Robyn and I ventured to Kauai under very different circumstances. A little more than one year ago, we “met” on an internet dating site. You might remember there was a raging pandemic, so, at first, we merely exchanged online messages and viewed the photographs. Next, we talked over the telephone. Finally, we met for dinner on neutral territory. I wore what I had hoped would be a funny hat, so she would recognize me, but it only caused Robyn to look at me a little bit sideways as if there might be something “funny” about me. (A story for another day.) After dinner, we left the restaurant for a nightcap elsewhere. I escorted Robyn to her car and clumsily kissed her good night. I still cringe thinking about it.
Our first date nonetheless must have been a success because we continued getting together on a nearly weekly basis. In short order Saturdays became – and still are—date night for us, except now we spend the night together, as well as most of the day preceding the night and much of the next day, too.
We do have our differences. For example, I am childless. Meanwhile, Robyn has three adult children and several grandchildren. She still works. I don’t have to work, and most days don’t. I am 100% urban dweller, Robyn is 100% suburban dweller, and believe me, these choices reflect different lifestyles and vibes. These differences come across to me most clearly when I attend her family’s gatherings. As I listen to the conversation I am struck by how insular, in some ways, even uninformed, they seem to be about my world. Such differences are not trivial for me.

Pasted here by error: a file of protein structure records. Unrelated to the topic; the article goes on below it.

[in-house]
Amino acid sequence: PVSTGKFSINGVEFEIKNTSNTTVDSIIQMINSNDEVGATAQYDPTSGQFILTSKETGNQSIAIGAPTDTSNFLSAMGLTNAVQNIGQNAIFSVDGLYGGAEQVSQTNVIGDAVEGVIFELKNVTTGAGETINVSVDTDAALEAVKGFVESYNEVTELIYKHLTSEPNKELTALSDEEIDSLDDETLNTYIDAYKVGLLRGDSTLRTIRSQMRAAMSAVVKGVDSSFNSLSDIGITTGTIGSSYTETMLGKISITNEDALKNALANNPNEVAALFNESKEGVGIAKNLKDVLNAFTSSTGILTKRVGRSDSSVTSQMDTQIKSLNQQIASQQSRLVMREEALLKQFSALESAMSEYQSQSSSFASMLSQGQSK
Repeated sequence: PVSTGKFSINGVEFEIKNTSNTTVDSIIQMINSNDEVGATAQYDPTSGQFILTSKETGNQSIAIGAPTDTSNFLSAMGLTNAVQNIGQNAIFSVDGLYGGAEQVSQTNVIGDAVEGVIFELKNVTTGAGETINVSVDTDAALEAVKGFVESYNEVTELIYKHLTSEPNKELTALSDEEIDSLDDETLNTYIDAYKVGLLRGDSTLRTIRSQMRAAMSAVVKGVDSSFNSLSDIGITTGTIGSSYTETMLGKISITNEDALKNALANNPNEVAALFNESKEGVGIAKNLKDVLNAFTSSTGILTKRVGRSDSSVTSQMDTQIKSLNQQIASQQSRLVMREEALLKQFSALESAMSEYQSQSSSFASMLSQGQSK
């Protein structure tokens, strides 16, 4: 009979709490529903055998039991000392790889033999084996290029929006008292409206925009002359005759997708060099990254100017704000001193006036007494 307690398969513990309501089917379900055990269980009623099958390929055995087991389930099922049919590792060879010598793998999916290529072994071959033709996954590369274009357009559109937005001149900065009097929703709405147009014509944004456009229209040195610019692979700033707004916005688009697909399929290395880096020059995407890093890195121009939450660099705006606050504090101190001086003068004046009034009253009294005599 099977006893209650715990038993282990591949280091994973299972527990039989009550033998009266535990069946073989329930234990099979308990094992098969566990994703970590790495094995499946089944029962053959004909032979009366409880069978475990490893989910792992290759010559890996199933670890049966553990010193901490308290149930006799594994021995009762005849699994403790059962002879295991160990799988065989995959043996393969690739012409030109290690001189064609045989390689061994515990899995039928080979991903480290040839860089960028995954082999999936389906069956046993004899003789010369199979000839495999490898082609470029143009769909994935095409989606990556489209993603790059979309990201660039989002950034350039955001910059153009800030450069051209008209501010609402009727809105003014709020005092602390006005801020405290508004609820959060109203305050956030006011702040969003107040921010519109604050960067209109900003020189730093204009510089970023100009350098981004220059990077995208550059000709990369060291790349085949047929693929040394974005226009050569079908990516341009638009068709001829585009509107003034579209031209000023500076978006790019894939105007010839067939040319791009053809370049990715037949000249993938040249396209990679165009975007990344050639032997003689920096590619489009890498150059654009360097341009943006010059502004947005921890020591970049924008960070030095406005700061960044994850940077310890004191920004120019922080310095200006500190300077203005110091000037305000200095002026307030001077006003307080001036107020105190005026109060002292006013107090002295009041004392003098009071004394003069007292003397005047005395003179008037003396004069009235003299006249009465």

There are things about the city where I live that still can shock, perhaps even frighten, Robyn. On the other hand, by nature she seems to be a risk taker. She is capable and self sufficient. Robyn is young at heart, an excellent trait that helps keeps life interesting. Robyn also has personality, which goes a long way with me. So, despite any potential impediments, Robyn and I consistently have grown closer in the the months leading up to our recent Hawaiian holiday.
If my first foray to Costa Rica was about pure adventure, then my recent trip to Kauai was more focused on pure relaxation. However, hiking is an activity I have long enjoyed, and I had been looking forward to doing some hiking in Kauai. I managed to convince Robyn to get a decent pair of hiking boots for our trip and supplied her with the gift of colorful and collapsible hiking sticks that every woman secretly craves. Robyn’s likes walking in the suburbs, but in Kauai I learned that she is no hiker. Unfortunately, trails in Hawaii generally are at least moderately difficult; many are far more challenging.
Robyn could not manage the first one we attempted, a relatively short and moderate uphill climb to a ridge offering a wide view of Kauai and the surrounding ocean. We also did not complete a second attempted uphill hike, made all the more challenging due to moisture that made for a slippery descent. Nonetheless, Robyn seemed to be slightly more comfortable on this occasion and did not fall even once. (I slipped at least three times and left the place covered with thick mud.) Watching her, I had to admire her toughness. I appreciated her willingness to undertake an activity for my sake that she would never have otherwise undertaken. I will return the favor the next time we visit a large outlet mall together.